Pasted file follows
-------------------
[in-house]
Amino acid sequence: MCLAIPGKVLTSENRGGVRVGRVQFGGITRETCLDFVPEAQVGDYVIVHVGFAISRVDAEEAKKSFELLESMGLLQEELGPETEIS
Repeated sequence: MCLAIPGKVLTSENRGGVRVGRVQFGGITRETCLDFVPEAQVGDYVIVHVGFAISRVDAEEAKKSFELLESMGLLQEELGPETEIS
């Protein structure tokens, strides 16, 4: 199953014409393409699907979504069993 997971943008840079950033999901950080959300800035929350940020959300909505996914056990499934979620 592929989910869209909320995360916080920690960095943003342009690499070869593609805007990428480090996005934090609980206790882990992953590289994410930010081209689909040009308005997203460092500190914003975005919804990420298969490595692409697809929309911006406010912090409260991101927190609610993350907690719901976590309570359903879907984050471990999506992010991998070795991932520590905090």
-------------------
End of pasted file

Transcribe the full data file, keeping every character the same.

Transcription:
[in-house]
Amino acid sequence: MCLAIPGKVLTSENRGGVRVGRVQFGGITRETCLDFVPEAQVGDYVIVHVGFAISRVDAEEAKKSFELLESMGLLQEELGPETEIS
Repeated sequence: MCLAIPGKVLTSENRGGVRVGRVQFGGITRETCLDFVPEAQVGDYVIVHVGFAISRVDAEEAKKSFELLESMGLLQEELGPETEIS
């Protein structure tokens, strides 16, 4: 199953014409393409699907979504069993 997971943008840079950033999901950080959300800035929350940020959300909505996914056990499934979620 592929989910869209909320995360916080920690960095943003342009690499070869593609805007990428480090996005934090609980206790882990992953590289994410930010081209689909040009308005997203460092500190914003975005919804990420298969490595692409697809929309911006406010912090409260991101927190609610993350907690719901976590309570359903879907984050471990999506992010991998070795991932520590905090």